Changes that you make to your protocol and related documents after the project has been approved are called ‘amendments’.
Amendments may be substantial or non-substantial:
- Substantial amendments involve significant changes to the design and methodology of a research project.
- Non-substantial amendments do not involve significant changes to the design and methodology of a research project.
Definitions of substantial and non-substantial amendments
A substantial amendment is defined as an amendment to the terms of the application, or to the protocol or any other supporting documentation, that is likely to affect to a significant degree:
- The safety or physical or mental integrity of the subjects of the study.
- The scientific value of the study.
- The conduct or management of the study.
- The quality or safety of any investigational medicinal product used in the trial.
Examples of non-substantial amendments include:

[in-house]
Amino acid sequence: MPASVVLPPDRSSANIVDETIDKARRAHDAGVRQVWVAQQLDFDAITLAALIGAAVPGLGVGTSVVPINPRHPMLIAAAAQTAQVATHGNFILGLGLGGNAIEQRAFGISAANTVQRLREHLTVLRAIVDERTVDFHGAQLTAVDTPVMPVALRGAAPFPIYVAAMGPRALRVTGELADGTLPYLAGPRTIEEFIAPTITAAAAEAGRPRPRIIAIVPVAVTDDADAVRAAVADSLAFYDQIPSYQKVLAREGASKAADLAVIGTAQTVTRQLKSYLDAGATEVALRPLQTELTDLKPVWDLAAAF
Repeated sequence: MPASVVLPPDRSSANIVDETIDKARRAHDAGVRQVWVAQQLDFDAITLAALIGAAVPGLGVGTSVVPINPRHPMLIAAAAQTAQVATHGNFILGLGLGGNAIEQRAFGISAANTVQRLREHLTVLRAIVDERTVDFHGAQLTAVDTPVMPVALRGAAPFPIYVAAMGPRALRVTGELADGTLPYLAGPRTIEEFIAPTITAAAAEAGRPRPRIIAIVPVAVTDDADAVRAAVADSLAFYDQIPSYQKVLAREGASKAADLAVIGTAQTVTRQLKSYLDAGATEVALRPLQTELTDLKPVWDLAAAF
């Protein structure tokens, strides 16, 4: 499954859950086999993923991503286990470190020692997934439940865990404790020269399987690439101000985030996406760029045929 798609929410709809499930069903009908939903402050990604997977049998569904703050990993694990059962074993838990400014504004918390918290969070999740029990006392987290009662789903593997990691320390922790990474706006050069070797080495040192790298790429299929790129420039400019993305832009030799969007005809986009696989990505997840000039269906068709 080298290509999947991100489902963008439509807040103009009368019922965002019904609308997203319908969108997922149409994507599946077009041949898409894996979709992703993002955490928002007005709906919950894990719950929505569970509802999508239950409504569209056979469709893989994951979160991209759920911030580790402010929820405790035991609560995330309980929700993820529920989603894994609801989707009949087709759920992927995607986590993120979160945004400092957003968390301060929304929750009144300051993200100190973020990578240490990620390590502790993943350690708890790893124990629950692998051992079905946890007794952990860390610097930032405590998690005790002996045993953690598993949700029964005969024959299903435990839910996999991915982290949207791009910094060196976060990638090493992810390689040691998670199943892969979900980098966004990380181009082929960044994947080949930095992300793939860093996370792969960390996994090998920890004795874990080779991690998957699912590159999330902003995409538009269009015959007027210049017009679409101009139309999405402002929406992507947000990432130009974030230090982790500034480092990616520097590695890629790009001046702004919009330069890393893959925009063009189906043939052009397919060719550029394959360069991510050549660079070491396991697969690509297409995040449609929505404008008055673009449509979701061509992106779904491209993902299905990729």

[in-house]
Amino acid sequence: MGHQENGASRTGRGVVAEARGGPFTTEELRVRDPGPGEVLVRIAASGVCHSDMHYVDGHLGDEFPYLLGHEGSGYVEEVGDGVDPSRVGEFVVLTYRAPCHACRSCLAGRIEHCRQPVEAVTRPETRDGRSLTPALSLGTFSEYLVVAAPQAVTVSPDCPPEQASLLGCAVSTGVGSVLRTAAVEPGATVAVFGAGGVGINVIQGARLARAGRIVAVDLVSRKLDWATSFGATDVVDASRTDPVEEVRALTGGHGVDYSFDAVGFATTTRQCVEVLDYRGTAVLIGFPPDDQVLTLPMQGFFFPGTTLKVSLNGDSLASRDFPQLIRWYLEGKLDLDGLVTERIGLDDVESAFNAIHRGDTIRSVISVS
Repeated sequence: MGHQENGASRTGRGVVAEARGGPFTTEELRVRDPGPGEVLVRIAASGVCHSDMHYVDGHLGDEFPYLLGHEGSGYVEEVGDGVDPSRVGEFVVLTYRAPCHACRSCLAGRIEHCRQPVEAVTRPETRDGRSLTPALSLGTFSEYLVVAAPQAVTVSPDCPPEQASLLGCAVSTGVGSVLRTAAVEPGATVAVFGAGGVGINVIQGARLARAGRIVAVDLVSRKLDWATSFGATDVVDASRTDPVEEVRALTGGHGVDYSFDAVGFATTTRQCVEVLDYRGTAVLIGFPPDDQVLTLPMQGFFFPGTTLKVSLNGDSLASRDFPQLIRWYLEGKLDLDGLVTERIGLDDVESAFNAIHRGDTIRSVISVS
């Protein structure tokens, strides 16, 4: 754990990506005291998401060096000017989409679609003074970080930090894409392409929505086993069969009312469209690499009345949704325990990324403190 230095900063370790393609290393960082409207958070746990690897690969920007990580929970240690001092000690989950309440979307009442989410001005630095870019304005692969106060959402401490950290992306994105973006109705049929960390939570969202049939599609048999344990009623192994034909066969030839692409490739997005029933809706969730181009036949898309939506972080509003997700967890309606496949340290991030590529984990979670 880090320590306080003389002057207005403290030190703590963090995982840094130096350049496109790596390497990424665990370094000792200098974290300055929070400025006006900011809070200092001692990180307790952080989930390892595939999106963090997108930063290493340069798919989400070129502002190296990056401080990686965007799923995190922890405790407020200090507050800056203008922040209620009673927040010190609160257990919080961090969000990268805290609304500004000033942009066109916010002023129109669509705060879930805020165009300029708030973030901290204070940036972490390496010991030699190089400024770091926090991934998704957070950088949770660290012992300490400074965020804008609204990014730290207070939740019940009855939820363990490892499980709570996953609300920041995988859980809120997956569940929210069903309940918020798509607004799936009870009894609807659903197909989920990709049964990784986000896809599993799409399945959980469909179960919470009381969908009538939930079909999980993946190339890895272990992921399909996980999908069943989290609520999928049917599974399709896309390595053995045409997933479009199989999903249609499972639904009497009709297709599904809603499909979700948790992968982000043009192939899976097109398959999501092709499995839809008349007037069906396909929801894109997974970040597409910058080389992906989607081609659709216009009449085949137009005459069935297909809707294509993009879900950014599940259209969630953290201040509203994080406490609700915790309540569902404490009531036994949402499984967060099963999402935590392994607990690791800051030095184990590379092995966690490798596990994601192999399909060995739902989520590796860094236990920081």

- Minor changes to the protocol or other study documentation, e.g. correcting errors, updating contact points, minor clarifications.
- Updates of the investigator’s brochure.
- Changes to the chief investigator’s research team.
- changes to the research team at particular trial sites.
- Changes in funding arrangements.
- Changes in the documentation used by the research team for recording study data.
- Changes in the logistical arrangements for storing or transporting samples.
- Inclusion of new sites and investigators.
- Change to the study end date.
For all studies, it is the responsibility of the sponsor to determine whether an amendment is substantial.
A detailed list of substantial and non-substantial amendment examples can be found on the HRA website.
Changes to contact details for the sponsor (or the sponsor’s representative), chief investigator or other study staff are minor amendments but should be notified to the main REC for information.
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